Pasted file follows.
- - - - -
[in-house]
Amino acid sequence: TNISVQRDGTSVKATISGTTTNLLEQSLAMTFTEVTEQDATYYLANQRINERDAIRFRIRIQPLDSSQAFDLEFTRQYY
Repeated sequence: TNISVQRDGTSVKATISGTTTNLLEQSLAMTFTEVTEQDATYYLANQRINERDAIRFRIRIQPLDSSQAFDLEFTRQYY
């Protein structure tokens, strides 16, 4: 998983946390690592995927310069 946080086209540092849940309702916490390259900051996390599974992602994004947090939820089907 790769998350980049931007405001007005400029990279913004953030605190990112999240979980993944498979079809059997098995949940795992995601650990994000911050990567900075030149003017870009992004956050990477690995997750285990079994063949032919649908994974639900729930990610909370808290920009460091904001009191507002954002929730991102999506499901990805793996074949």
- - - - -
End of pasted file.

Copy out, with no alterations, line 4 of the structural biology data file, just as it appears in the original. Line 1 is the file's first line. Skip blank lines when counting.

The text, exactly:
């Protein structure tokens, strides 16, 4: 998983946390690592995927310069 946080086209540092849940309702916490390259900051996390599974992602994004947090939820089907 790769998350980049931007405001007005400029990279913004953030605190990112999240979980993944498979079809059997098995949940795992995601650990994000911050990567900075030149003017870009992004956050990477690995997750285990079994063949032919649908994974639900729930990610909370808290920009460091904001009191507002954002929730991102999506499901990805793996074949």